Mermaids are apparently popular again. Disney is currently remaking their animated hit as an expensive live-action feature, and Stephen Chow’s, The Mermaid ended up being an epic-sized cash-machine of a blockbuster in his native China. But whoa there now, here is a first feature, and one of the most confident film debuts, particularly for a style this tricky, to come along in some time. If you love weird yet meticulous filmmaking that is simultaneously both classic and fresh, then you are going to want to remember the name Agnieszka Smoczynska. Her deeply unorthodox adaptation of the Hans Christian Anderson classic fairytale, The Little Mermaid, as a Polish period musical he has given the original title Córki Dancingu, literally translated to Daughter of the Dance, for domestic release, but for the rest of the worlds as simply called, The Lure, comes with a wheelbarrow full of superlatives: shocking! sexy! subversive! sublime! entertaining! visionary! And just plain catchy.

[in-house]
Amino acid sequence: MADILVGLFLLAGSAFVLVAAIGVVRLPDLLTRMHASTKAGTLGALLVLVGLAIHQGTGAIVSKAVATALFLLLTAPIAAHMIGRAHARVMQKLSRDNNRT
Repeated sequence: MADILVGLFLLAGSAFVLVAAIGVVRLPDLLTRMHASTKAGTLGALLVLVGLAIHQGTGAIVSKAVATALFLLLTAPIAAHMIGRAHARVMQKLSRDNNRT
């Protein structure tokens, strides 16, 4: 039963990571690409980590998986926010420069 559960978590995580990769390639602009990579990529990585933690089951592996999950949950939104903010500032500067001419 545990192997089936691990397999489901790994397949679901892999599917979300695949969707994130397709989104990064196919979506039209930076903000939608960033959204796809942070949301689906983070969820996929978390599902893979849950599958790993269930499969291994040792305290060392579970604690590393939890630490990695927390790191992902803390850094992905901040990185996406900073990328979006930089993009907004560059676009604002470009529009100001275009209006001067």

Smoczynska takes the classic, literal, fish-out of water tale, and places it in a burlesque club in 1980s Poland. When a family of musicians (whose main gig is to play back-up for the strippers at a night-club) discover two mermaids in the water while drinking and singing on the beach, they bring them aboard as part of their act. Sort of like adopting two new children, and drop them right in to soft-core sex trade. This hardly sounds like it could be the beginning to a mainstream hollywood film, but trust me, it kind of is. However, I doubt, if it were, there would be the scene where the owner casually examines the ‘tail-vagina’ on the one of the ‘maids and declares, ‘it is fishy, but I like it.’ Nudity and sexual hunger, both casual and intense, are rampant in The Lure, but because of Smoczynska’s acute sense of how to stage-dress, light, and shoot the film like an Blondie video on steroids, these things are not off-putting or controversial, they are part of the films sense of style and sensibility. Somewhere in Iceland, Bjork is going to see this movie, slap her forehead and say, “Shit! How did I never make this movie?!” Furthermore, if in 2016 you still need an argument for more women directors, well, here is another great one to put on the pile.